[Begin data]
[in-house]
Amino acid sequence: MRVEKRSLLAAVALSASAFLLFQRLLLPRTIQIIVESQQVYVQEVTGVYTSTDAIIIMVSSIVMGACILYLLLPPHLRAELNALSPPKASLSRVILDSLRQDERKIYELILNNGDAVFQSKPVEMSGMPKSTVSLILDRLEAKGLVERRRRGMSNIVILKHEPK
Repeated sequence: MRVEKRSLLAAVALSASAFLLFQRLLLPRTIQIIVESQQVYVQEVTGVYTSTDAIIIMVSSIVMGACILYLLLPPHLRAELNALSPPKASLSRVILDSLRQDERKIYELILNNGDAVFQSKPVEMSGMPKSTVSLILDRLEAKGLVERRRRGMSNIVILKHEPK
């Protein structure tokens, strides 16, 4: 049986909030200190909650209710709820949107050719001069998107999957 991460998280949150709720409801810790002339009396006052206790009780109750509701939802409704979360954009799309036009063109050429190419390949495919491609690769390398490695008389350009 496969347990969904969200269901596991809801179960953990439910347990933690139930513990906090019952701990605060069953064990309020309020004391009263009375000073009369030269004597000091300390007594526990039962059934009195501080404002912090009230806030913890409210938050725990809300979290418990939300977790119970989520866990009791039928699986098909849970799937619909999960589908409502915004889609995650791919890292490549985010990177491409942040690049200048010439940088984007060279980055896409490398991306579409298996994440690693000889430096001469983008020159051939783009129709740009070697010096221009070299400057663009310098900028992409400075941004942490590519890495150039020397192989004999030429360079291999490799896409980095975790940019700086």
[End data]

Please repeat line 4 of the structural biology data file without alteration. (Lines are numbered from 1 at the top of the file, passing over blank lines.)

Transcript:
């Protein structure tokens, strides 16, 4: 049986909030200190909650209710709820949107050719001069998107999957 991460998280949150709720409801810790002339009396006052206790009780109750509701939802409704979360954009799309036009063109050429190419390949495919491609690769390398490695008389350009 496969347990969904969200269901596991809801179960953990439910347990933690139930513990906090019952701990605060069953064990309020309020004391009263009375000073009369030269004597000091300390007594526990039962059934009195501080404002912090009230806030913890409210938050725990809300979290418990939300977790119970989520866990009791039928699986098909849970799937619909999960589908409502915004889609995650791919890292490549985010990177491409942040690049200048010439940088984007060279980055896409490398991306579409298996994440690693000889430096001469983008020159051939783009129709740009070697010096221009070299400057663009310098900028992409400075941004942490590519890495150039020397192989004999030429360079291999490799896409980095975790940019700086």